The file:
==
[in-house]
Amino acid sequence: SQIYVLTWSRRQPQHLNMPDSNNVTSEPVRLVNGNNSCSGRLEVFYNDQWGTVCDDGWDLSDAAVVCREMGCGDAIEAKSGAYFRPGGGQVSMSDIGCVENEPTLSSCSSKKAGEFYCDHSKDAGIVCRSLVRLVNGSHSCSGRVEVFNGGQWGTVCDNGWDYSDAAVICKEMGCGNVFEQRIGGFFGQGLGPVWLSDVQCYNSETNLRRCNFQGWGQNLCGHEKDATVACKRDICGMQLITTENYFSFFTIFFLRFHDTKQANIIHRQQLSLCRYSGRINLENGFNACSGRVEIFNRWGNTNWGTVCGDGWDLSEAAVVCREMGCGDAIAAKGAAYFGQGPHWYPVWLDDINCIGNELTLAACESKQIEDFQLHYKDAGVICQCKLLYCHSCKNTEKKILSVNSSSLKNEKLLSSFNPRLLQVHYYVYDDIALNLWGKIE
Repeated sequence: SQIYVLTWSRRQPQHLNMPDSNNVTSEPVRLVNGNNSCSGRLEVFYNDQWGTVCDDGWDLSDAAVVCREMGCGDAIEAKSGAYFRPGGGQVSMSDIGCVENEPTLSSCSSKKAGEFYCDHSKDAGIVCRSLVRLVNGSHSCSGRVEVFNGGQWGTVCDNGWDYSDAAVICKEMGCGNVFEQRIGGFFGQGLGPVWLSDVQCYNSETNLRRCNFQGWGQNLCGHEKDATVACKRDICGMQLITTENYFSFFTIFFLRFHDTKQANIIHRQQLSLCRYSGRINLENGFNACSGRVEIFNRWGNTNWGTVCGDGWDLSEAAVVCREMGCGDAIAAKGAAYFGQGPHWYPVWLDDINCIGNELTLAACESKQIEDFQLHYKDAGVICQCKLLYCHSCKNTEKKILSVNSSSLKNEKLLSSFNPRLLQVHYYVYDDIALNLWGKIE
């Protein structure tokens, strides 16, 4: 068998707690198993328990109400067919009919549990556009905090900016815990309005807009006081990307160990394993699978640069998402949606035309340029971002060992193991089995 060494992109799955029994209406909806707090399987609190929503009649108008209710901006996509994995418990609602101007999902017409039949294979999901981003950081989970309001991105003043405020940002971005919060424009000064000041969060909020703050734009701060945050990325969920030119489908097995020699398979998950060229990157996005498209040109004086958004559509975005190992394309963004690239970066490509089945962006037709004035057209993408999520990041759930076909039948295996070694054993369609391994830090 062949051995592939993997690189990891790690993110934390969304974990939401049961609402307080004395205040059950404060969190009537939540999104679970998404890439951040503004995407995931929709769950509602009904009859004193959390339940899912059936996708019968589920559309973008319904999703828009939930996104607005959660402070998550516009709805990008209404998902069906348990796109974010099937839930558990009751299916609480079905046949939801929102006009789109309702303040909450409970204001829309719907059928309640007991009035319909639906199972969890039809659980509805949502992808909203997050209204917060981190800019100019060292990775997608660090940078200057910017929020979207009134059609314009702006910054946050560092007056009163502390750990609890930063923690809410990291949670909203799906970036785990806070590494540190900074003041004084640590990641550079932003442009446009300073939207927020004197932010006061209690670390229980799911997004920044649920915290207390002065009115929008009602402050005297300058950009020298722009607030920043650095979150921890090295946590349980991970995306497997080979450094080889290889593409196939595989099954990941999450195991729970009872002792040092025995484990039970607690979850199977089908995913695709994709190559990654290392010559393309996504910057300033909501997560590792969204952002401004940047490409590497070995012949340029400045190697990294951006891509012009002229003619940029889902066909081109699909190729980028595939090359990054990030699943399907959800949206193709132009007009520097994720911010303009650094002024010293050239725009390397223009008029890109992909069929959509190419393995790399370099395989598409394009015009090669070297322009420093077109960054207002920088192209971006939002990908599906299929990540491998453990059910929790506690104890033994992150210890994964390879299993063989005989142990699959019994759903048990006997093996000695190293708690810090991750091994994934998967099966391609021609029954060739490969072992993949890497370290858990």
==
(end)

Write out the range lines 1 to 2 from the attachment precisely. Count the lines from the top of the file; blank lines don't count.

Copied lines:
[in-house]
Amino acid sequence: SQIYVLTWSRRQPQHLNMPDSNNVTSEPVRLVNGNNSCSGRLEVFYNDQWGTVCDDGWDLSDAAVVCREMGCGDAIEAKSGAYFRPGGGQVSMSDIGCVENEPTLSSCSSKKAGEFYCDHSKDAGIVCRSLVRLVNGSHSCSGRVEVFNGGQWGTVCDNGWDYSDAAVICKEMGCGNVFEQRIGGFFGQGLGPVWLSDVQCYNSETNLRRCNFQGWGQNLCGHEKDATVACKRDICGMQLITTENYFSFFTIFFLRFHDTKQANIIHRQQLSLCRYSGRINLENGFNACSGRVEIFNRWGNTNWGTVCGDGWDLSEAAVVCREMGCGDAIAAKGAAYFGQGPHWYPVWLDDINCIGNELTLAACESKQIEDFQLHYKDAGVICQCKLLYCHSCKNTEKKILSVNSSSLKNEKLLSSFNPRLLQVHYYVYDDIALNLWGKIE